The dragon fruit's strange name refers to the layers of skin on its exterior. Grown on a cactus, the dragon fruit, also known as strawberry pear and pitaya, tastes sweet with a juicy flavor, reminiscent of honeydew melon. Feel free to enjoy the tiny, crunchy seeds inside the fruit, which add texture to the pulp. According to the University of Florida, most consume the dragon fruit in its fresh form, but harvesting the fruit becomes a challenge due to the spines on varieties of the plant with thorns.
Use hand clippers to cut each large, deeply colored dragon fruit directly from the plant, where the stem meets the plant. Wear gloves when harvesting to prevent cuts and scrapes to your hands.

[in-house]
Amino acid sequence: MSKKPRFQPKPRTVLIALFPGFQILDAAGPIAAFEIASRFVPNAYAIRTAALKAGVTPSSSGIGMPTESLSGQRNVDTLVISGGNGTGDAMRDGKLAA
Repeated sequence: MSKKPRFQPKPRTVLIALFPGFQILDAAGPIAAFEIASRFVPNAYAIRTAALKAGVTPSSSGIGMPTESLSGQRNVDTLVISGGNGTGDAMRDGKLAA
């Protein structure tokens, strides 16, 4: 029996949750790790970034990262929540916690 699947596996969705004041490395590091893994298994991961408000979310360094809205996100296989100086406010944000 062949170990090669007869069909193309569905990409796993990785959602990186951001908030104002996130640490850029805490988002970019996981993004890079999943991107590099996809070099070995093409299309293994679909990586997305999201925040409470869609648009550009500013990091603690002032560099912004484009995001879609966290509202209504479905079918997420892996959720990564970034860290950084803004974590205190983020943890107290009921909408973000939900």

Store the dragon fruit at room temperature for up to five days or refrigerate until ready to use for up to two weeks in a plastic bag.
Set the dragon fruit onto a cutting board and slice in half, lengthwise.
Cut each half in half again, to create four quarters of dragon fruit.
Scoop the pulp away, using a spoon, from the skin of the fruit, if the pulp has a soft texture. Slice the skin off of the pulp with a knife if the dragon fruit has a firm texture.
Sprinkle lime juice over the dragon fruit pulp and enjoy by itself or as an addition to a fruit salad or in any recipe calling for dragon fruit, pitaya or strawberry pear.